Help for a Portland Landlord Trying to Decide What to Do

Help for a Portland Landlord Trying to Decide What to Do on subletting

This week a Portland landlord asks about tenant subletting while rental property is on the market and what they should do – the question for Ask Landlord Hank. Remember Hank is not an attorney and is not giving legal advice.

Dear Landlord Hank,

We own a rental in Portland, Oregon. Thank you for your condolences… we have put our rental on the market. One of the two tenants has moved out. The remaining tenant wants to get another roommate to cover the rent expense. Our rental agreement says no subletting, etc., but with the weird rules Portland keeps implementing, can we still say “no” to the present tenant’s request to get a new roommate in this rental?

-Betsy

Dear Landlady Betsy,

You’re right, it’s really complicated in Portland and Oregon right now. I don’t know exactly what your local laws are now regarding leases and leasing, but if one tenant broke the lease, and your lease forbids subletting, then you should be able to enforce that.

The problem is that most tenants that have roommates do so for economic reasons; it is more manageable to pay half the bills than all of them.

Can your current tenant pay the rent by himself or herself and still make ends meet, or will this desertion by the co-tenant make this tenant unstable, eventually having to move or be evicted?

You may need to compromise. Do you want to keep this tenant?

Does the tenant have a good long history with you, and how much time is left on the current lease?

If your tenant can’t pay rent alone, you may want to let him or her out of the lease and start over with a new, more economically sound tenant. Or, you could let current tenant find a roommate, subject to background-screening approval, to ride out the rest of the lease.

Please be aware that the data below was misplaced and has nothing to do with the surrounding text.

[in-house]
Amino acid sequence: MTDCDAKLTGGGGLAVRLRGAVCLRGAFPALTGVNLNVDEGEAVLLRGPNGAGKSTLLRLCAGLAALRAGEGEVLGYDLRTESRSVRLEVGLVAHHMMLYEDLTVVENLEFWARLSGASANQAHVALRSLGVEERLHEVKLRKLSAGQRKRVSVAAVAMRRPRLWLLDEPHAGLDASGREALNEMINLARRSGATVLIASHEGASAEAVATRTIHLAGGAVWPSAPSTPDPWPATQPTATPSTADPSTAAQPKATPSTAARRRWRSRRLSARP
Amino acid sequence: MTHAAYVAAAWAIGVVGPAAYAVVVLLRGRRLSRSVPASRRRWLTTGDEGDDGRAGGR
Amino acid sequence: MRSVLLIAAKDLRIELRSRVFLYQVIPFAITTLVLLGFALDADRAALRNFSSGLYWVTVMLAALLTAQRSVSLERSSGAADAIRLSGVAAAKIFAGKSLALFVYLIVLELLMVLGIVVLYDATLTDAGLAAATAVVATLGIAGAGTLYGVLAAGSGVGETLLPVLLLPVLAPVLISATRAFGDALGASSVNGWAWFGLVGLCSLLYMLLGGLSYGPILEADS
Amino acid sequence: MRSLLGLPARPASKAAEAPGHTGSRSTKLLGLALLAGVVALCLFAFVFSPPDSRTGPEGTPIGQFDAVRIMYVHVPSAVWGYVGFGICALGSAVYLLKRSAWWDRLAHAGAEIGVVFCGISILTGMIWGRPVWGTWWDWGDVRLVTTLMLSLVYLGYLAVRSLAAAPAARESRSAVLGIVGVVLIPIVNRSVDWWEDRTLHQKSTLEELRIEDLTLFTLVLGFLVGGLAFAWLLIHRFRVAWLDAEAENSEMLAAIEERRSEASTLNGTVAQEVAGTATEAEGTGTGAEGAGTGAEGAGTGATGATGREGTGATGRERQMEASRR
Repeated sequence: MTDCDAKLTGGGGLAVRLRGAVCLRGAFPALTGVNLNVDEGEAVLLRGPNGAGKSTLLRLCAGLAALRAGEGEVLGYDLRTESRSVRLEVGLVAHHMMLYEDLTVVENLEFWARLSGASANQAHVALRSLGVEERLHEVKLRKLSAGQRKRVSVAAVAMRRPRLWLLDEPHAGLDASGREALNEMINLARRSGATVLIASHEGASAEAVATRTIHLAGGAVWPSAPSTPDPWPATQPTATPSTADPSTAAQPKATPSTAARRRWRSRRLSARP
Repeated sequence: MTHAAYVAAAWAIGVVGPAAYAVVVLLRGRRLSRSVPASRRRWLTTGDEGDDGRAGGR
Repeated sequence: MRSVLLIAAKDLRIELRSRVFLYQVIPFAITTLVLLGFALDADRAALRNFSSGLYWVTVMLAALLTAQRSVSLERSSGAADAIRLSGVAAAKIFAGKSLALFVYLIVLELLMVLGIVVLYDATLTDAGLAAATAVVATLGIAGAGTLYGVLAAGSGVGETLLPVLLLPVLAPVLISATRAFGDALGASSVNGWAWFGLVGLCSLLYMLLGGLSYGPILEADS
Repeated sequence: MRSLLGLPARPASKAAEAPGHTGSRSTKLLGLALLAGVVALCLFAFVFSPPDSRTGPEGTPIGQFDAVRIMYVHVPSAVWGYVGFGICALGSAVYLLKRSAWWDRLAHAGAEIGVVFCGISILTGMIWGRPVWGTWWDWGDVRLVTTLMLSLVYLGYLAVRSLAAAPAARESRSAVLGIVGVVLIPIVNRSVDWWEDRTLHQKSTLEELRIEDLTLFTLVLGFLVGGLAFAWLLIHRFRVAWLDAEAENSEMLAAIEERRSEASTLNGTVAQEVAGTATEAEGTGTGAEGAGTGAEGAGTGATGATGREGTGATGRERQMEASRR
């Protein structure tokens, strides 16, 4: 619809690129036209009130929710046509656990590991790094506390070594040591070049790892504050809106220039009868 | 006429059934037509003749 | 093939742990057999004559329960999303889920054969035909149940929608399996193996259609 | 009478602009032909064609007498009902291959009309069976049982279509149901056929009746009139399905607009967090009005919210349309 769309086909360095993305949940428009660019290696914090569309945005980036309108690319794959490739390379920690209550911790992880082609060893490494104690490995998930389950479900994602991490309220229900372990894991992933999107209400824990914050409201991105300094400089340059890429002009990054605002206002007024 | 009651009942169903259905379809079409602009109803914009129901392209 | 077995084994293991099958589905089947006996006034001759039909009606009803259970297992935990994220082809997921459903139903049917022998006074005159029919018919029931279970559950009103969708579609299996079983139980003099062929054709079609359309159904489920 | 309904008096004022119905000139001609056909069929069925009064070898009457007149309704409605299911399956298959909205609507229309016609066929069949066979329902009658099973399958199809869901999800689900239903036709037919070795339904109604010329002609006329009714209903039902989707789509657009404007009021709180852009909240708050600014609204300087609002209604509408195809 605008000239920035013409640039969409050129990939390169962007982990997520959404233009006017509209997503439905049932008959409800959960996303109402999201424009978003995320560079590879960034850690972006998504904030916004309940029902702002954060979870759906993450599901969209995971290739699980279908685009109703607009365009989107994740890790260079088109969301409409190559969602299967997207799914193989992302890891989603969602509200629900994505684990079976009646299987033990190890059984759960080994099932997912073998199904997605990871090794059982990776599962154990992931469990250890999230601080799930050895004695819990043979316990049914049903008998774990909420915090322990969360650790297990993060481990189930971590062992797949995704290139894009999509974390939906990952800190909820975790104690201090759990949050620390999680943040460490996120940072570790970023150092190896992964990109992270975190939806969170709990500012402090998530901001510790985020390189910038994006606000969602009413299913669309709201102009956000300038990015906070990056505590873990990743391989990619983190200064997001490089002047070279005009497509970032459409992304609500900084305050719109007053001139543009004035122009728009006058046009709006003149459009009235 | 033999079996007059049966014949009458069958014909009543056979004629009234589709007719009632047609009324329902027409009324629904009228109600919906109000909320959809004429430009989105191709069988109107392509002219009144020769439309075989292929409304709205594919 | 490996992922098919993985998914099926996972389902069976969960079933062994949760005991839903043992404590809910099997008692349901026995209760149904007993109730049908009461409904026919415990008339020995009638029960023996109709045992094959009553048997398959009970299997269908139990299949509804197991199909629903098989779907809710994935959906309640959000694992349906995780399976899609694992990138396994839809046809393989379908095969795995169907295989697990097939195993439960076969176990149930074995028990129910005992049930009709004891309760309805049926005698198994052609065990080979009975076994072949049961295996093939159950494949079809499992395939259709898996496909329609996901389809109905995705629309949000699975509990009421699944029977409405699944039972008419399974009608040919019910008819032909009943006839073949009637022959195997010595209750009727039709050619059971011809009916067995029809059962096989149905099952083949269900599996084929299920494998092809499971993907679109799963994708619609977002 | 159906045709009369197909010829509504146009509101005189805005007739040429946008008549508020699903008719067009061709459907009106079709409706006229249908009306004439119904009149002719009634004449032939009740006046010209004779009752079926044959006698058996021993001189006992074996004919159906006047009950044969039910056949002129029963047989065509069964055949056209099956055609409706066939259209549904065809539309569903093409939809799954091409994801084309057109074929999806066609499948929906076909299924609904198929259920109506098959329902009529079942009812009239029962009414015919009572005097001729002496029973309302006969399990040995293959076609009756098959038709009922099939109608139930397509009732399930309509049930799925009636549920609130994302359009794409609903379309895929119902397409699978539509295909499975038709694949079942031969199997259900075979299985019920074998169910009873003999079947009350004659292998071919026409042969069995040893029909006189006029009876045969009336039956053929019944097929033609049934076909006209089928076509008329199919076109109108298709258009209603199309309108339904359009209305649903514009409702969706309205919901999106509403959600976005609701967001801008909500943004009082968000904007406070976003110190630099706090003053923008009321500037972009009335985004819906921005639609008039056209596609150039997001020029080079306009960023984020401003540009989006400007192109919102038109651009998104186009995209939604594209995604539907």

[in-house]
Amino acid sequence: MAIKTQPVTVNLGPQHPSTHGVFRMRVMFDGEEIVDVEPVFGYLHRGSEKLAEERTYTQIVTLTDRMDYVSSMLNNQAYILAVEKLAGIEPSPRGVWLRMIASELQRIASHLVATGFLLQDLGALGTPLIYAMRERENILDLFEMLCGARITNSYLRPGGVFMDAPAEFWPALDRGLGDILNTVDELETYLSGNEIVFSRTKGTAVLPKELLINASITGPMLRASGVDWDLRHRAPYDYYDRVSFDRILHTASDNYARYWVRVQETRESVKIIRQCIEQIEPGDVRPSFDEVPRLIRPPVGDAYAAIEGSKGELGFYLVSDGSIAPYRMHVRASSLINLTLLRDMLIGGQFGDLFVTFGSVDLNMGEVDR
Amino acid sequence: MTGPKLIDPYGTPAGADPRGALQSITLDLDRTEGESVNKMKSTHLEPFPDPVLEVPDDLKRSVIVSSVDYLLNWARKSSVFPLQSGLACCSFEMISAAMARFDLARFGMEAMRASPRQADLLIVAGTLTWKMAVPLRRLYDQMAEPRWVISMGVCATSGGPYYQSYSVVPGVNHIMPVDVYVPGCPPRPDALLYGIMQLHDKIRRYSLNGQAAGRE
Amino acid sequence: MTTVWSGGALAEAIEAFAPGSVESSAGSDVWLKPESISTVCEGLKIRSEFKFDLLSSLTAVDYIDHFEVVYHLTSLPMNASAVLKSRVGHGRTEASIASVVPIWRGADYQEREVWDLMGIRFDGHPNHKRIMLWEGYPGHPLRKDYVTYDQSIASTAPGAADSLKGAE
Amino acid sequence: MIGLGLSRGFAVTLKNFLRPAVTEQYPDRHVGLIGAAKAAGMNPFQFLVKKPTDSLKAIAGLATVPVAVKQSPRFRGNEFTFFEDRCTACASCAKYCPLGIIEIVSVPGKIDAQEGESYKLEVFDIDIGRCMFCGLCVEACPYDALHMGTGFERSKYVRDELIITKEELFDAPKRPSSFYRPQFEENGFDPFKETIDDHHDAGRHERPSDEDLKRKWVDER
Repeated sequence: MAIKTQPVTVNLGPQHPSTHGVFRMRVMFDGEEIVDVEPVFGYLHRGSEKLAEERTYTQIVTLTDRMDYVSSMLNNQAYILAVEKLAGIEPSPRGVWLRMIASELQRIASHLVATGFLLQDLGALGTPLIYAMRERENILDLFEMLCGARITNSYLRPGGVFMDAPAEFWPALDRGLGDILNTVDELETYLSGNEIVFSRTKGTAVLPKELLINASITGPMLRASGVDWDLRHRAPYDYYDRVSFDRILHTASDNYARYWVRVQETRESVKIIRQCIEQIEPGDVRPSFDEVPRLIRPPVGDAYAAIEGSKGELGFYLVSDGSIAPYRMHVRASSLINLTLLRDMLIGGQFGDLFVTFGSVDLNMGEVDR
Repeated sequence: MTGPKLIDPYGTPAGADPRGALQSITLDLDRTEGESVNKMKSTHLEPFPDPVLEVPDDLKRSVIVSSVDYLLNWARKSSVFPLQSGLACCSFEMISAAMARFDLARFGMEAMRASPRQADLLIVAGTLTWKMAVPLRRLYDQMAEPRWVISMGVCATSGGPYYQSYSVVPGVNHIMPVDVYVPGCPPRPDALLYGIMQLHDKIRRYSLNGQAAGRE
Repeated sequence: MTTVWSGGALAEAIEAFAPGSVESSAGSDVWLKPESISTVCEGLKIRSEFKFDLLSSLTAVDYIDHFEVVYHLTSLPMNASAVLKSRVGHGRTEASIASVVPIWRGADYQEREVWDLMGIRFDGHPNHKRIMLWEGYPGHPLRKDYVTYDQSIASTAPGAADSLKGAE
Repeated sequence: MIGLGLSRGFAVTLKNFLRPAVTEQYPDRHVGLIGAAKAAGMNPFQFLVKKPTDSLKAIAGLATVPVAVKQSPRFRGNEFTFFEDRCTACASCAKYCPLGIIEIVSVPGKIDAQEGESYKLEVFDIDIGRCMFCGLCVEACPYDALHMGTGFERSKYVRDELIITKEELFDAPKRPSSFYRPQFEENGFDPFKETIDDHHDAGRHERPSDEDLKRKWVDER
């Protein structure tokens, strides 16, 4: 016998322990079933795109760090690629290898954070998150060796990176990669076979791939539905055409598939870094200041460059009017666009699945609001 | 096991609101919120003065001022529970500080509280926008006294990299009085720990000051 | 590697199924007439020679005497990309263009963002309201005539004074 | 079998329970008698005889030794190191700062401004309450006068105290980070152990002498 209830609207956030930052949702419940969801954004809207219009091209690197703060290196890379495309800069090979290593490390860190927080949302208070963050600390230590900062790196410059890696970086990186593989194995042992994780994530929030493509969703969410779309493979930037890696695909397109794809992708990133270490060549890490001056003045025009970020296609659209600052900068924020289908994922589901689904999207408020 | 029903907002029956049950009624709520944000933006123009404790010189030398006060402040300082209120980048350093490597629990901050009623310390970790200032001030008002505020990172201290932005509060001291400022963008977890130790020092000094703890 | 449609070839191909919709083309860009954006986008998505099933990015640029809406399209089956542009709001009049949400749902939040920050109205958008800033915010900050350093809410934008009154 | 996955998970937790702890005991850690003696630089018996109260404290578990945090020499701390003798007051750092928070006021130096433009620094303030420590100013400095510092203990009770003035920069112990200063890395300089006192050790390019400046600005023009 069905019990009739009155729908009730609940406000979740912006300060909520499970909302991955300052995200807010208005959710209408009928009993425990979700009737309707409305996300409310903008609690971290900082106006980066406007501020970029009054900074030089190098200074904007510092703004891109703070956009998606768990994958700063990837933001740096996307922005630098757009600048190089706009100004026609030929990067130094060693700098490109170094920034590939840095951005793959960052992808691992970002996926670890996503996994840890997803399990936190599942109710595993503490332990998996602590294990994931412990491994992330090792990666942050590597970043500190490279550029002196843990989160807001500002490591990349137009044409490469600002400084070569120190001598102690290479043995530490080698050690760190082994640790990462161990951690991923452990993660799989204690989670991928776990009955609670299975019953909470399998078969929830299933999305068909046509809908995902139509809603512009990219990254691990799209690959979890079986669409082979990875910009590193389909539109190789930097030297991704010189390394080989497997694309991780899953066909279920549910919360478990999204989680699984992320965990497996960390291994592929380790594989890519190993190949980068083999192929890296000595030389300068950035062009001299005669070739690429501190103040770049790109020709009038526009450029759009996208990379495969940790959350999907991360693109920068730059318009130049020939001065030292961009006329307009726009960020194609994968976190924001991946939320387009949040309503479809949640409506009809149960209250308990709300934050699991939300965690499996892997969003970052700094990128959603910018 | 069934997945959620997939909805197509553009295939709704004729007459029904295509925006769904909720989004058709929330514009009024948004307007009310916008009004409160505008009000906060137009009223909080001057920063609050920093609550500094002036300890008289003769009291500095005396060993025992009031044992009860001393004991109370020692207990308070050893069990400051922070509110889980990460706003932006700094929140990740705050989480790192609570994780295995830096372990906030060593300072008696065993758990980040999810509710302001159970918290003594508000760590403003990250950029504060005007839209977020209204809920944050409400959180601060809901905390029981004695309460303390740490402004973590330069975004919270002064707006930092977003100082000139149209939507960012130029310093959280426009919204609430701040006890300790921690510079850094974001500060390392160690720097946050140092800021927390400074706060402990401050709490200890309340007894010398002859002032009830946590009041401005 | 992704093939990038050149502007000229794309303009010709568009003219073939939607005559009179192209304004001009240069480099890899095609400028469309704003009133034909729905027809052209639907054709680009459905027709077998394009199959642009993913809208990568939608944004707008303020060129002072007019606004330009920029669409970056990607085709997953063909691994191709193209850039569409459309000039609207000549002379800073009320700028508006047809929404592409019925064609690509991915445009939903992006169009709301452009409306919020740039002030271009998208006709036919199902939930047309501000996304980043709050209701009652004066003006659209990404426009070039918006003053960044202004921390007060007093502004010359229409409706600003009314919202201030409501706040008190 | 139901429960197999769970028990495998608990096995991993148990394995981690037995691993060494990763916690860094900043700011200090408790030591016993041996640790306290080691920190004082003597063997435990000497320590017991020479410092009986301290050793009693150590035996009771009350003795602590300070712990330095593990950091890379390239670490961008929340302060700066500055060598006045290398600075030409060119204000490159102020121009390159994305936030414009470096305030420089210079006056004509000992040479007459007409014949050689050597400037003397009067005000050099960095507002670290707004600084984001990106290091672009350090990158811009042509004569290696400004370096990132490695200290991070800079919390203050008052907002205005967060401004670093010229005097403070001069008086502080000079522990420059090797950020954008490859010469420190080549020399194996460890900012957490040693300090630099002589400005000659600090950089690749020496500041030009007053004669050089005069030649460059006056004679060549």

Not sure what current economy is like in Portland, but if it is strong, it may be better to start over.

Sincerely,

Hank Rossi

Ask Landlord Hank - Help for a Portland Landlord Trying to Decide What to Do and the subletting issue
Landlord Hank says If your tenant can’t pay rent alone, you may want to let him or her out of the lease and start over with a new, more economically sound tenant.

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Hank Rossi
I started in real estate as a child watching my father take care of our family rentals- maintenance, tenant relations, etc , in small town Ohio. As I grew, I was occasionally Dad’s assistant. In the mid-90s I decided to get into the rental business on my own, as a sideline. In 2001, I retired from my profession and only managed my own investments, for the next 10 years. Six years ago, my sister, working as a rental agent/property manager in Sarasota, Florida convinced me to try the Florida lifestyle. I gave it a try and never looked back. A few years ago we started our own real estate brokerage. We focus on property management and leasing. I continue to manage my real estate portfolio here in Florida and Atlanta.